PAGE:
Tuesday, March 6, 2012

Sherman Brothers Book Walt's Time, a Review

Walt's Time - From Before to Beyond by Robert B. Sherman & Richard M. Sherman. 1998, 252 pages.

I originally posted this review in 2008. With the passing of Robert Sherman on Monday, March 5, 2012, I felt like it was appropriate to revisit this phenomenal title. It is out of print and, as can be expected, I assume that the price is going to increase over the next several days. It truly is a fantastic title.



The Sherman Brothers need little introduction to Disney fans. Prolific composers of music for films and theme park attractions, they have written some of the most memorable songs in Disney history, not to mention film history and theme park history in general..

This book, which looks at their long career, finally saw the light of day after the Sherman Brothers met Bruce Gordon and Dave Mumford. Just like The Nickel Tour, publishers felt that there was no commercial appeal in this book. Bruce and David had self-published The Nickel Tour and thought that they could do the same with Walt's Time. The Sherman Brothers, after shopping the book around since 1981, had worked with Jeff Kurtti to write the majority of the text. Bruce and Dave met with Jeff and they agreed to self-publish. The Sherman Brothers were thrilled to work with Bruce, David and Jeff.



The book was created to resemble a scrapbook of their career. It starts with their first day on the Disney lot where they land the title song for the Parent Trap while auditioning a song for the Horsemasters. It then launches through the highlights of a majority of their works written and published at the Disney Studios. The middle section is dedicated to their father, Al and looks at everything that he published and his successes. During the section on their father, they look at their family history and how Al Sherman influenced his children. It is obvious from Walt's Time that the Sherman Brothers were profoundly influenced by their father and Walt Disney. When the brothers speak of either man, the text is filled with love, gratitude and wonder.




The third section details more of their work with the Disney Company, before and after Walt's passing. It also looks at the body of work they have done since leaving the company. Stage productions, theatrical work and animated films make up the bulk of their work in the '70's, 80's and 90's.

The Brothers spend a lot of time discussing their interactions with Walt Disney and how Walt was an amazing and optimistic person. The song There's a Great, Big Beautiful Tomorrow was inspired by Walt Disney. Their proudest moments include It's a Small World and Mary Poppins. They wrote the songs for Chitty Chitty Bang Bang after receiving Walt's blessings to work on the outside project. Albert Broccoli (producer of the James Bond movies) also owned the rights to Fleming's children's novel about the car. Broccoli brought the idea to Walt, who declined saying he had too much on his plate and wanted more creative control. After the success of Mary Poppins, Broccoli gathered most of the creative team that had worked on Mary Poppins. The Brothers were also involved with two of the biggest animated films of the 60's as well: The Jungle Book and Winnie the Pooh and the Honey Tree.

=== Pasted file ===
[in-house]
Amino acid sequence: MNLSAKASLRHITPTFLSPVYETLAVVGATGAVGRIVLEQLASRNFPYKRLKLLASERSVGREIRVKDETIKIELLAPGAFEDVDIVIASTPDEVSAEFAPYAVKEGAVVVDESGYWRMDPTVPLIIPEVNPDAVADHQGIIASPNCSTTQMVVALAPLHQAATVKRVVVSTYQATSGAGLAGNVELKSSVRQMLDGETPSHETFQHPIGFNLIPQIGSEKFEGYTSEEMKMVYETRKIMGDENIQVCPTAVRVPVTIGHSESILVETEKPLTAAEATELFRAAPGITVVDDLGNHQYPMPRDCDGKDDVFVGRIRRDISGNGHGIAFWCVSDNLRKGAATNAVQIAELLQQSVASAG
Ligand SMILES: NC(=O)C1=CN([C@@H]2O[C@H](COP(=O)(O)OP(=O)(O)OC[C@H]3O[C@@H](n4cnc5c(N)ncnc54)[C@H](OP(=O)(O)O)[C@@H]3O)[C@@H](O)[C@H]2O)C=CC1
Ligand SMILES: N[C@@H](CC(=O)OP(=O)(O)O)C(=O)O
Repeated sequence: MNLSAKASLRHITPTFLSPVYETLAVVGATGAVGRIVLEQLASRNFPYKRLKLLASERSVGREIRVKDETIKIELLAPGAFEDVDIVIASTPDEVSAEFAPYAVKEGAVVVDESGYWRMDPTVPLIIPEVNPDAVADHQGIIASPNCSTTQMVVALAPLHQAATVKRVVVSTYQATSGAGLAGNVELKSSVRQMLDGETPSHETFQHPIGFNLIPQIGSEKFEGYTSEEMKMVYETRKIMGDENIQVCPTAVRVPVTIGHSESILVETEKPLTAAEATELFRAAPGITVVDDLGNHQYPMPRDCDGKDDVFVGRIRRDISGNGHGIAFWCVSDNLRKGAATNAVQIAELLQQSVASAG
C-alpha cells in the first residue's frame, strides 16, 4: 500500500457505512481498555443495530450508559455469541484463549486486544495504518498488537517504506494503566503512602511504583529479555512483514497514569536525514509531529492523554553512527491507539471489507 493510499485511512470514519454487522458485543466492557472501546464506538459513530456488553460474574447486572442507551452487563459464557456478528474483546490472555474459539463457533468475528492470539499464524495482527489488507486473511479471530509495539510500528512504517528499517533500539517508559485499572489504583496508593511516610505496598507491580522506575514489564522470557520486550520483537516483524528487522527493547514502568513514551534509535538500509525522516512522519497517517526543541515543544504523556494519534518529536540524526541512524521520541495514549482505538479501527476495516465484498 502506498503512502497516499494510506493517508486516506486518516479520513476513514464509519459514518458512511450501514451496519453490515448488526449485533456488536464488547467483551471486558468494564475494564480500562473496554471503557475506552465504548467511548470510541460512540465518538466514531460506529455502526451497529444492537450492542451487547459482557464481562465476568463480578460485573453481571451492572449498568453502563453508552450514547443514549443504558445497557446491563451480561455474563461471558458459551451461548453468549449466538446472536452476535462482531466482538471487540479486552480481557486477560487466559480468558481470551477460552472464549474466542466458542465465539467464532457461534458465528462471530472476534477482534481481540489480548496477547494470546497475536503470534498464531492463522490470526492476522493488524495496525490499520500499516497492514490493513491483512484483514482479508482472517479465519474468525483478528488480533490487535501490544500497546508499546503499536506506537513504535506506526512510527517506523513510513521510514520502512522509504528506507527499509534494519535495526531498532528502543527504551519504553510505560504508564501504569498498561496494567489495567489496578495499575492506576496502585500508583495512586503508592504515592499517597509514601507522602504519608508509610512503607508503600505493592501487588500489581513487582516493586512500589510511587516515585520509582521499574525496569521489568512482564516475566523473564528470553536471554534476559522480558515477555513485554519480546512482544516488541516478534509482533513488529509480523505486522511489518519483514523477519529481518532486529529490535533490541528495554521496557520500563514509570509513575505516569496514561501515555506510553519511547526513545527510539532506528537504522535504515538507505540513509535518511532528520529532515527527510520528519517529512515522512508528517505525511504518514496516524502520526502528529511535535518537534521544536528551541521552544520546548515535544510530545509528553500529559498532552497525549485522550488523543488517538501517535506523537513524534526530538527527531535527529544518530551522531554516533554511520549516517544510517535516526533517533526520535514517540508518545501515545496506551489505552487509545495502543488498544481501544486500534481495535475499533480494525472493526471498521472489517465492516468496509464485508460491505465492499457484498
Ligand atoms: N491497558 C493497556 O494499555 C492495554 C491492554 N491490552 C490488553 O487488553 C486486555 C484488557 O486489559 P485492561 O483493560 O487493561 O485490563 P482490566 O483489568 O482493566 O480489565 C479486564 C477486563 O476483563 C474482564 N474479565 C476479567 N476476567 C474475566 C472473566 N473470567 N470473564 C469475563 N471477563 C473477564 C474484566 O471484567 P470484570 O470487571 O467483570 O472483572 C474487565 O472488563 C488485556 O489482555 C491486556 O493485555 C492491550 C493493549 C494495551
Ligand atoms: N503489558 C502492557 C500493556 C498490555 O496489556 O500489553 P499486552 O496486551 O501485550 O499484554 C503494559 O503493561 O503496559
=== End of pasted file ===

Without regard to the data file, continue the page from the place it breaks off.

Obviously, the Sherman Brothers' influence has been felt greatly in the theme parks. The Tiki Tiki Tiki Room, Magic Highways, Magic Journeys, Makin' Memories, Astuter Computer Review, the Best Time of Your Life and Miracles From Molecules are songs that have resonated with fans for years and will continue to inspire us and make us sing.

I had the opportunity to see Richard Sherman perform at the D23 Destination D: Walt Disney World 40th Anniversary Celebration. It was an absolutely enchanting and heartwarming moment.

Disney Legend and Academy Award® winner Richard M. Sherman charms audiences with a lively performance of some of the film and attraction song hits from the Sherman Brothers’ Disney songbook. © Disney
There's not much one can say about seeing Richard Sherman perform the songs that he wrote with his brother. He played more than 15 songs and each one brought back a specific memory from a film, theme park or time of my life (Now is the time, now is the best time!). Tim O'Day did a marvelous job acting as the emcee and he helped Richard tell the stories behind the songs. Probably the biggest surprise of the evening was when the original Dreamfinder, Ron Schneider, joined Richard Sherman to sing One Little Spark. The whole crowd rose to their feet and sang along.
Looking at everything the Sherman Brothers have done is a tad bit overwhelming!

Bottom Line: I enjoyed this book and was completely astounded by how prolific the Sherman Brothers actually are. The book is designed beautifully and features awards, personal recollections and photos from every period of their career (just like a scrapbook!). This is book is clearly for music fans, fans of the Sherman Brothers and fans of Disney films from the 1960's.


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